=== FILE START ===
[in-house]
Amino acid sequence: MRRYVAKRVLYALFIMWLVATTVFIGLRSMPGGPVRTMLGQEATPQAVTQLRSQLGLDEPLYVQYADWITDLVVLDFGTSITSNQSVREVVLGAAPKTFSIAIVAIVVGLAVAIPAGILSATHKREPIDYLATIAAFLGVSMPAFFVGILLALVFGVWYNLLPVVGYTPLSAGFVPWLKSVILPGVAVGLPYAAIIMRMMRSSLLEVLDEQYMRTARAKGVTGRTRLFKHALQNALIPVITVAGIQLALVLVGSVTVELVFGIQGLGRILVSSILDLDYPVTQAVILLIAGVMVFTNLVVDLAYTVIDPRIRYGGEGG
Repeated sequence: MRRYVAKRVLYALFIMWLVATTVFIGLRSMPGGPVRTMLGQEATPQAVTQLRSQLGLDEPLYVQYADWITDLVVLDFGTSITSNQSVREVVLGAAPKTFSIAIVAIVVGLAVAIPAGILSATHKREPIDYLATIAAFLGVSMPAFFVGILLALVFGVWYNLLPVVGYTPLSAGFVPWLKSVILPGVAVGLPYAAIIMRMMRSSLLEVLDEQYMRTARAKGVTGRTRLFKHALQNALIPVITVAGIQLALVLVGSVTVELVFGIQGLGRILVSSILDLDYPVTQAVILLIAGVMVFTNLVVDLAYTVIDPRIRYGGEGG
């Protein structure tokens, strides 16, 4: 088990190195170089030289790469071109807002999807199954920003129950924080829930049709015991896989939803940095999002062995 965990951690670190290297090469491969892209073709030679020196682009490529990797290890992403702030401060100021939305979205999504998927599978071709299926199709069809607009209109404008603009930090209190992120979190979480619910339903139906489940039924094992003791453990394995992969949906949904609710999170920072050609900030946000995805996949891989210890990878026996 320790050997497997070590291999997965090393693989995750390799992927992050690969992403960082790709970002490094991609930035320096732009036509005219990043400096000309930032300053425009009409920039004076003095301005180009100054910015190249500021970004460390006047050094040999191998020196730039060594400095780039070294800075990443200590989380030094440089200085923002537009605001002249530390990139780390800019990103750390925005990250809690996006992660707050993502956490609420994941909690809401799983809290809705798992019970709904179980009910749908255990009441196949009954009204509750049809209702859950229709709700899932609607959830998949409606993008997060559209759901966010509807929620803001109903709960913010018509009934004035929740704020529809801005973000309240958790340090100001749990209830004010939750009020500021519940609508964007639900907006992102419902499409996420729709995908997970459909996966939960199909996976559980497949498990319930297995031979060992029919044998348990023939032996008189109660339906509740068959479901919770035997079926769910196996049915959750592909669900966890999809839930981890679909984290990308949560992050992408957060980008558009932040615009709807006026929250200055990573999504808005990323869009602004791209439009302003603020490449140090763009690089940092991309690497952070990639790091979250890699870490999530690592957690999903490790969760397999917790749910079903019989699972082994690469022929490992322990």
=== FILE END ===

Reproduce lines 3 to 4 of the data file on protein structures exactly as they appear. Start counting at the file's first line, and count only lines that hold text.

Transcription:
Repeated sequence: MRRYVAKRVLYALFIMWLVATTVFIGLRSMPGGPVRTMLGQEATPQAVTQLRSQLGLDEPLYVQYADWITDLVVLDFGTSITSNQSVREVVLGAAPKTFSIAIVAIVVGLAVAIPAGILSATHKREPIDYLATIAAFLGVSMPAFFVGILLALVFGVWYNLLPVVGYTPLSAGFVPWLKSVILPGVAVGLPYAAIIMRMMRSSLLEVLDEQYMRTARAKGVTGRTRLFKHALQNALIPVITVAGIQLALVLVGSVTVELVFGIQGLGRILVSSILDLDYPVTQAVILLIAGVMVFTNLVVDLAYTVIDPRIRYGGEGG
């Protein structure tokens, strides 16, 4: 088990190195170089030289790469071109807002999807199954920003129950924080829930049709015991896989939803940095999002062995 965990951690670190290297090469491969892209073709030679020196682009490529990797290890992403702030401060100021939305979205999504998927599978071709299926199709069809607009209109404008603009930090209190992120979190979480619910339903139906489940039924094992003791453990394995992969949906949904609710999170920072050609900030946000995805996949891989210890990878026996 320790050997497997070590291999997965090393693989995750390799992927992050690969992403960082790709970002490094991609930035320096732009036509005219990043400096000309930032300053425009009409920039004076003095301005180009100054910015190249500021970004460390006047050094040999191998020196730039060594400095780039070294800075990443200590989380030094440089200085923002537009605001002249530390990139780390800019990103750390925005990250809690996006992660707050993502956490609420994941909690809401799983809290809705798992019970709904179980009910749908255990009441196949009954009204509750049809209702859950229709709700899932609607959830998949409606993008997060559209759901966010509807929620803001109903709960913010018509009934004035929740704020529809801005973000309240958790340090100001749990209830004010939750009020500021519940609508964007639900907006992102419902499409996420729709995908997970459909996966939960199909996976559980497949498990319930297995031979060992029919044998348990023939032996008189109660339906509740068959479901919770035997079926769910196996049915959750592909669900966890999809839930981890679909984290990308949560992050992408957060980008558009932040615009709807006026929250200055990573999504808005990323869009602004791209439009302003603020490449140090763009690089940092991309690497952070990639790091979250890699870490999530690592957690999903490790969760397999917790749910079903019989699972082994690469022929490992322990």